'The Lesson is Murder': Serial killers get closer look from USF criminologist in Hulu series

USF professor Dr. Bryanna Fox in new Hulu docu-series "The Lesson is Murder"

A University of South Florida criminologist and a group of graduate students are showing the world how they look inside the minds of serial killers to help prevent future crimes in a new true crime docu-series.

Former FBI special agent and professor Bryanna Fox has helped leaders in Tampa Bay on criminal profiling, but her next lesson is getting a wider introduction on the streaming platform Hulu.

"People often see Criminal Minds, Mindhunter, and they think that’s what it’s really like. That’s what I do for a living, and that’s not true at all," said Fox, a professor of Criminology at USF.

In the docu-series "The Lesson is Murder" premiering Thursday, Fox and a group of USF graduate students take a look at three real-life serial killers and the crimes for which they are serving prison time, interviewing the murderers to try and understand why they did what they did.

USF professor Dr. Bryanna Fox in new Hulu docu-series "The Lesson is Murder"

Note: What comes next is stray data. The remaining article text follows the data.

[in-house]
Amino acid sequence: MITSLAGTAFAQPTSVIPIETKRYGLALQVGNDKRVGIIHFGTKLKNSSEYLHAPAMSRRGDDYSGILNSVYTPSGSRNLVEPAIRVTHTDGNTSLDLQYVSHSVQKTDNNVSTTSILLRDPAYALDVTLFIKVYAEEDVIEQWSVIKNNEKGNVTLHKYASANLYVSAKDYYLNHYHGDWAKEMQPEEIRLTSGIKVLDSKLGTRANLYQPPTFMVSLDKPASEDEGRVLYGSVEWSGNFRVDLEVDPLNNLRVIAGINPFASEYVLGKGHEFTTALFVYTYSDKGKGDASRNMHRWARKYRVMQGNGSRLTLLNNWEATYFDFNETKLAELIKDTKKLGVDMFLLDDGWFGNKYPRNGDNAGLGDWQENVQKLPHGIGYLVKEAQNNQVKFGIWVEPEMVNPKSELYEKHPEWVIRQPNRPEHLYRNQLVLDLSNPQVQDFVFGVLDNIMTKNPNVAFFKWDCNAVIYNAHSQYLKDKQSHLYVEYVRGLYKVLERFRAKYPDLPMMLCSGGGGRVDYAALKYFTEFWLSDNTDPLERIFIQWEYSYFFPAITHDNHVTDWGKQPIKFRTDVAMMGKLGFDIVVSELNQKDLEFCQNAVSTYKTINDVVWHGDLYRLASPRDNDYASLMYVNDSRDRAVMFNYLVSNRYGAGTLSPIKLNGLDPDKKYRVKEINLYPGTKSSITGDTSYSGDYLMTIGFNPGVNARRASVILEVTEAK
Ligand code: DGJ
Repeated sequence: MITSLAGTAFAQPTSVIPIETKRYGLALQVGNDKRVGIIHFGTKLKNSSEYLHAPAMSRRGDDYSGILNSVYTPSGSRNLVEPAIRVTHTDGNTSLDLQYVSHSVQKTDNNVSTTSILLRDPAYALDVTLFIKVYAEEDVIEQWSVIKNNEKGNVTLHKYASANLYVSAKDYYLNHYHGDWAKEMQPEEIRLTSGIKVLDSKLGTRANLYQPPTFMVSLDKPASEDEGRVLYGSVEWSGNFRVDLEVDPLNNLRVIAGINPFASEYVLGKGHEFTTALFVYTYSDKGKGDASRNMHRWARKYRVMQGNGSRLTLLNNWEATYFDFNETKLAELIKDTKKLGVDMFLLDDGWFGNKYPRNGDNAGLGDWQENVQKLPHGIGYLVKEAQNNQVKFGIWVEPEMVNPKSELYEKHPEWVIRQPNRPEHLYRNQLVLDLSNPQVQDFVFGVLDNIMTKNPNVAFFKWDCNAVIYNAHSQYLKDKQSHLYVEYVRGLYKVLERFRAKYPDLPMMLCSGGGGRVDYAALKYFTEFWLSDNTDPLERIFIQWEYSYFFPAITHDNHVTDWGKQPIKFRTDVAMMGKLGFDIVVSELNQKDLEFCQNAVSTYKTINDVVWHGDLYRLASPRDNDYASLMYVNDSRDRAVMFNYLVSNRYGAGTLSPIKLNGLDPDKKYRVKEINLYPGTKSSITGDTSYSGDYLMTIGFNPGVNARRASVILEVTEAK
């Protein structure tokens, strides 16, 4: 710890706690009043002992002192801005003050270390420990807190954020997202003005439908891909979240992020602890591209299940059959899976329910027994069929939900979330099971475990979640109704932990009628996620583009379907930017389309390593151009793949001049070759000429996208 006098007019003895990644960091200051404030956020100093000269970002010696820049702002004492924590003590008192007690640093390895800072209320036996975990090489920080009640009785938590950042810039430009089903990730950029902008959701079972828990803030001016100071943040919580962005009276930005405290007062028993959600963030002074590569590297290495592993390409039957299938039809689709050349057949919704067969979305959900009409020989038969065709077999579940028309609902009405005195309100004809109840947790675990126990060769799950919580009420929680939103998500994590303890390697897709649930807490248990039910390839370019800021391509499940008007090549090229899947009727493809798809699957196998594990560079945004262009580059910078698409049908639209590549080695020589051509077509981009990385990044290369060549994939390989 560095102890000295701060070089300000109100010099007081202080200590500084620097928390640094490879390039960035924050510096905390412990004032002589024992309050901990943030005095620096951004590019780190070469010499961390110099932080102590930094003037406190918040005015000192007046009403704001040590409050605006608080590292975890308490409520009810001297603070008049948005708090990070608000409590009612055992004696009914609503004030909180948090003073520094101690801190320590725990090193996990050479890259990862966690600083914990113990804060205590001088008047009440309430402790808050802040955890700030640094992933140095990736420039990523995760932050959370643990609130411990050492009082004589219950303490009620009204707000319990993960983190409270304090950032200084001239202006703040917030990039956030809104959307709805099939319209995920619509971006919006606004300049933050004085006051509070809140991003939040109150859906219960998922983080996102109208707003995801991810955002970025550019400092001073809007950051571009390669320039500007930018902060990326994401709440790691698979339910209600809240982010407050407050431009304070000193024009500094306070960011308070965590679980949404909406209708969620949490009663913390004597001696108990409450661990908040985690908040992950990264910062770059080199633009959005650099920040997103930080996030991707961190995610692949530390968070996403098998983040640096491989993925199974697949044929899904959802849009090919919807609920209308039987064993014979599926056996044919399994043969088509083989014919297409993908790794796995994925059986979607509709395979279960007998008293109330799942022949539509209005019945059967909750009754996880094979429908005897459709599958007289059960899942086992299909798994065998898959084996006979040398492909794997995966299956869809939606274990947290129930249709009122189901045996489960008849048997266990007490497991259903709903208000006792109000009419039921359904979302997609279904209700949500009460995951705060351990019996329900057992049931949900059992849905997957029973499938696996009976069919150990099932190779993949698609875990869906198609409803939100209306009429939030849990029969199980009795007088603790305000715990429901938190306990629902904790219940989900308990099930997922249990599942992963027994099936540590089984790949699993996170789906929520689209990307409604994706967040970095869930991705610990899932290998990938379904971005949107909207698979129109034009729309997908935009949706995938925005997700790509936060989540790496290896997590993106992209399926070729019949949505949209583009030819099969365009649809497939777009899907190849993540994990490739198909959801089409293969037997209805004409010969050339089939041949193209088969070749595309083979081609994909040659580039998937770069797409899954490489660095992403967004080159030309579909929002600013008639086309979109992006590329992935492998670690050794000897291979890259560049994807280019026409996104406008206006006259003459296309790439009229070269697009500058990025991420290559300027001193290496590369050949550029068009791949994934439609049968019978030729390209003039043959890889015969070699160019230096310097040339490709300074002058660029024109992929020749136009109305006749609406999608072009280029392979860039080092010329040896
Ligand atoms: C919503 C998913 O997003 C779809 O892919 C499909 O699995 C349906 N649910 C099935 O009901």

"If we know that, we know the risk factors, we know what went into it, hopefully we can use that to try and understand earlier in the process that somebody may be at risk for committing crimes and prevent it," said Fox.

Fox said they even land on something new.

"In the first episode, we actually thought there probably are other victims, and so that was a main goal to essentially see cold cases or cases that were not identified as homicide but really should have been," said Fox.

Even with cameras all around, Fox soaked the moment in with her students.

USF professor Dr. Bryanna Fox in new Hulu docu-series "The Lesson is Murder"

"My students just felt so grateful for this opportunity. In addition to me, they gained a lot out of participating in the show. They were able to learn and have this incredible experience," said Fox.

The experience brings attention to USF’s campus, and Fox's lessons underscore the real work behind the lens.

"I wanted the show to show exactly what we do in real life and for students that are interested in getting involved in this field, even if they don’t come to USF to see what we do for a living and hopefully get inspired to become the next generation of criminologists," Fox said.

Fox is on Florida’s cold case advisory board and helps law enforcement around the state on cases. She said the show was inspired by a forensic psychology class she started teaching in 2018 and continues to teach. The show was two years in the making, and all three episodes have been released.